Words by Sinead Nunes, Editor
Many will recognise this title as one of the legendary Alfred Hitchcock’s masterpieces of film making.
For one week only, Liverpool Playhouse brings writer Frederick Knott’s crime thriller to the stage, adapted by director Lucy Bailey.
The plot centres around a couple, in the midst of marital problems. Tony (a fantastic performance from Daniel Betts) suspects his wife Sheila (the sublime Kelly Hotten) of having an affair, and when her friend Max (Phillip Cairns) appears after a long trip to New York, Tony is able to piece together their romance with ease.
And so, in true thriller style, Tony begins to plot what he hopes to be the perfect murder, ironically under the nose of crime fiction genius Max Halliday. Roping in old school acquaintance Captain Lesgate (Robert Perkins), Tony devises a crime so devious, that no one could ever suspect him.
Bailey’s production of Dial M for Murder takes a cinematic classic, and adapts it flawlessly to stage. By maintaining the 1950s aesthetic, including beautiful contemporary furniture and costume, Bailey gives a subtle nod to a film which captured the imagination of audiences 60 years ago. It was wonderful to see so many audience members of the older generation enjoying the same story they probably saw at the cinema in their youth, as well as a younger demographic drawn to the sheer ingenuity of this timeless narrative.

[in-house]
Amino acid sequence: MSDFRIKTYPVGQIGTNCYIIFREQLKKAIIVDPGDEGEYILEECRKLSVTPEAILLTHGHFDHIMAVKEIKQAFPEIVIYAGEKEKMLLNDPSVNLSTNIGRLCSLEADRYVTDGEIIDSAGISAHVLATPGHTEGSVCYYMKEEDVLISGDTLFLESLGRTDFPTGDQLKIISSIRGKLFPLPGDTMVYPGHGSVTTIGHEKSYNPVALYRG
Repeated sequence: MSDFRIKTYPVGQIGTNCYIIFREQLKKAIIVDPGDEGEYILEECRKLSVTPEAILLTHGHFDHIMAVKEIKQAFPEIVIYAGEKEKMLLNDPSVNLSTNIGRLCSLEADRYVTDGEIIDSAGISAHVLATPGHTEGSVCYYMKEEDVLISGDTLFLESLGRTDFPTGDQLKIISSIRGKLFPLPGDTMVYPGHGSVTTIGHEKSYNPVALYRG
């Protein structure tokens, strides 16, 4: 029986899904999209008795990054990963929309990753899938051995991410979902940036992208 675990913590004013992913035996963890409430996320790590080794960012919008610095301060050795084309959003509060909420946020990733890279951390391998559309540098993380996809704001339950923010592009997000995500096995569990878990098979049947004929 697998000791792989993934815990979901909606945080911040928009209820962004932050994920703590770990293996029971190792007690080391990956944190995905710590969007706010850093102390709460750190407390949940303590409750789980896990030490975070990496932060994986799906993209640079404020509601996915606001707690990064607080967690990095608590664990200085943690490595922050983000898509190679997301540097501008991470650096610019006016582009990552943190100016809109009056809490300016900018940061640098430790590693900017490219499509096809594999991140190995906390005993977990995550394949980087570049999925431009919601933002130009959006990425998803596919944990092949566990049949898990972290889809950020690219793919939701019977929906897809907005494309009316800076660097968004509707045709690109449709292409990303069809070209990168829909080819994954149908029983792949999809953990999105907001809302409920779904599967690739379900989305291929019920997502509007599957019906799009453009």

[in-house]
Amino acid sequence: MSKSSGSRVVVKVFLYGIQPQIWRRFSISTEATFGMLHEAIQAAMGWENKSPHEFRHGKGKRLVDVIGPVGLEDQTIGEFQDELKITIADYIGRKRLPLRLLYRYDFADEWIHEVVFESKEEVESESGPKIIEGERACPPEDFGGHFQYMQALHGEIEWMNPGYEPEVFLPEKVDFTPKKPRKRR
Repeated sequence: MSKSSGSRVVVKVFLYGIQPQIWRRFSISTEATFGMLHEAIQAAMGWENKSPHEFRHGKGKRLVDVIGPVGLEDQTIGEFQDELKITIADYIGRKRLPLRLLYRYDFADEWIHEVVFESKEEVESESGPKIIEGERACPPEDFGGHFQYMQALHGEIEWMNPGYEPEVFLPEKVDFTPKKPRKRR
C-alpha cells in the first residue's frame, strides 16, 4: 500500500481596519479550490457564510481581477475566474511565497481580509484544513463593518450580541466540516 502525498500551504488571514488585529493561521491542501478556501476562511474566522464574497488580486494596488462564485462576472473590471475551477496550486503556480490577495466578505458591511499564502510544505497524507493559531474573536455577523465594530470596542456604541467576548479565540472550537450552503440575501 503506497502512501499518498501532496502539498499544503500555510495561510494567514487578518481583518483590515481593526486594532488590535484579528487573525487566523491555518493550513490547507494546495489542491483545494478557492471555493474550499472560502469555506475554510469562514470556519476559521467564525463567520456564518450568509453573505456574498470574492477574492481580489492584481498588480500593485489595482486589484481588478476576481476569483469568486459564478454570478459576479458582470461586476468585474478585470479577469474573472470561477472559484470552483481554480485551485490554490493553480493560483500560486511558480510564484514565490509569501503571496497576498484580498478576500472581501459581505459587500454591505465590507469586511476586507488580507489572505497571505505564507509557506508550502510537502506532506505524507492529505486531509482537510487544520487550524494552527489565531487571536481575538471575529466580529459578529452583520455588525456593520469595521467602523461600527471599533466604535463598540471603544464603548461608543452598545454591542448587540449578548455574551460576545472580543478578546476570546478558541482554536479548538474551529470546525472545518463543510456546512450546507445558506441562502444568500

The staging is fantastic, as Bailey uses colour to denote the emotions and motivations of the characters. Deep, rich red is used for the flooring, curtains and lighting, symbolising passion, lust and violence, whilst shadow is utilised to suggest mystery and deception. What is also ingenious about this adaptation, is the decision to stage the whole play in just one room; the set constantly rotates throughout the performance, giving the audience the chance to see the action from every perspective, as well as making us question the loyalties and alliances taking place before us, as the characters are swept about on a carousel of intrigue.
Betts and Hotten as the couple at the centre of this drama work brilliantly together, and their struggle to recapture the spark of their marriage is apparent to all via their body language. I was unfortunately unimpressed by Phillip Cairns as Hotten’s love interest, as his performance felt somewhat wooden, due to a lack of chemistry on set, whilst Robert Perkins is great as the crafty Captain Lesgate.
The star of the show, and who most of the audience really wanted to see, is Christopher Timothy as Inspector Hubbard, the man tasked with solving this complex murder investigation, whilst trying to work out the truth behind the love-triangle. Timothy is charismatic in his role, and plays the inspector with a hint of humour as he tries to trip up his key witnesses with their testimony.
A brilliant adaptation of a much-loved classic, Dial M for Murder continues at the Liverpool Playhouse until 8 March.
Get your tickets for the matinee and evening performances here: everymanplayhouse.com